"Neuroengineering, as an emerging discipline, is very interdisciplinary," Aazhang said. "Students need to learn about the physiology of the brain, the human nervous system, computational, theoretical and experimental neuroscience, and engineering tools to be able to get started in doing research in this arena.
"As a graduate student, you need to become expert very quickly in several different areas that, a few years ago, were far removed from each other," he said.
Many Rice labs are working on these very technologies, including Raphael's studies of biological membranes and hearing loss, Aazhang's work on real-time brain stimulation, O'Malley's work on robotic exoskeletons that respond to wireless commands from the brain and Kemere's investigation of interfaces with memory and other cognitive processes.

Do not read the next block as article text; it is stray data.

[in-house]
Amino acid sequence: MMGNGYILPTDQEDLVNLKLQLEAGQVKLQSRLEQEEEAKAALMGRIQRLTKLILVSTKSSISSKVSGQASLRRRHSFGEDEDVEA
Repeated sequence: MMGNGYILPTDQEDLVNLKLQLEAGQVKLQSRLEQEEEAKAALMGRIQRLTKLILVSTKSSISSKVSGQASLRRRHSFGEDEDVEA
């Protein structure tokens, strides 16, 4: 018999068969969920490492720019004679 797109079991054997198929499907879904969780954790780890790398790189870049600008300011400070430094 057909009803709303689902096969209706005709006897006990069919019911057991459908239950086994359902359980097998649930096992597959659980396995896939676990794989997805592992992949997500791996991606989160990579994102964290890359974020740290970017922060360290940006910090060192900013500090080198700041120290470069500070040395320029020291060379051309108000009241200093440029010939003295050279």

Raphael cited several Rice faculty who are not co-investigators but made pivotal contributions to the NSF bid, including bioengineer Amina Qutub, who takes a systems biology approach to cellular signaling in the neurovasculature, and electrical and computer engineer Jacob Robinson, who develops methods for recording from neurons using nanoscale technology.
"We have this nice convergence," Raphael said. "I've been arguing since 2003 for a strategic plan to build neuroengineering at Rice. A few years ago, ECE made a decision to move forward in this area. Bioengineering has been building strength in systems biology and the new chair of neuroscience at Baylor (Angelaki) was trained as a biomedical engineer. All these things created the fertile environment that is now coming t
|Contact: David Ruth|